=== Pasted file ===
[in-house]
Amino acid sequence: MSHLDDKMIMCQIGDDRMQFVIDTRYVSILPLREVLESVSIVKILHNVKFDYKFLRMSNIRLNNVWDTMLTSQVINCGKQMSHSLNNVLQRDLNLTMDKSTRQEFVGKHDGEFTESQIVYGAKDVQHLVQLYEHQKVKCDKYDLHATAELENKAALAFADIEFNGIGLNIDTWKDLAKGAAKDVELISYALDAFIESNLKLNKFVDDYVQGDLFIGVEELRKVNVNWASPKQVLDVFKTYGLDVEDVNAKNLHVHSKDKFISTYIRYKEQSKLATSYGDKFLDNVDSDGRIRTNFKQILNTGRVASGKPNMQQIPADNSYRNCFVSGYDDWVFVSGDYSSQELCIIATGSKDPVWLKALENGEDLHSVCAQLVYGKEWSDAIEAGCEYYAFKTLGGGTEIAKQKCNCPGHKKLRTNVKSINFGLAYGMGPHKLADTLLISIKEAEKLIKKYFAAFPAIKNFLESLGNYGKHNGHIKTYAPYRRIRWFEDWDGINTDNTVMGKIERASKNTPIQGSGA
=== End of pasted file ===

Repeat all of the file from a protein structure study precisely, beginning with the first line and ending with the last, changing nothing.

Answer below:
[in-house]
Amino acid sequence: MSHLDDKMIMCQIGDDRMQFVIDTRYVSILPLREVLESVSIVKILHNVKFDYKFLRMSNIRLNNVWDTMLTSQVINCGKQMSHSLNNVLQRDLNLTMDKSTRQEFVGKHDGEFTESQIVYGAKDVQHLVQLYEHQKVKCDKYDLHATAELENKAALAFADIEFNGIGLNIDTWKDLAKGAAKDVELISYALDAFIESNLKLNKFVDDYVQGDLFIGVEELRKVNVNWASPKQVLDVFKTYGLDVEDVNAKNLHVHSKDKFISTYIRYKEQSKLATSYGDKFLDNVDSDGRIRTNFKQILNTGRVASGKPNMQQIPADNSYRNCFVSGYDDWVFVSGDYSSQELCIIATGSKDPVWLKALENGEDLHSVCAQLVYGKEWSDAIEAGCEYYAFKTLGGGTEIAKQKCNCPGHKKLRTNVKSINFGLAYGMGPHKLADTLLISIKEAEKLIKKYFAAFPAIKNFLESLGNYGKHNGHIKTYAPYRRIRWFEDWDGINTDNTVMGKIERASKNTPIQGSGA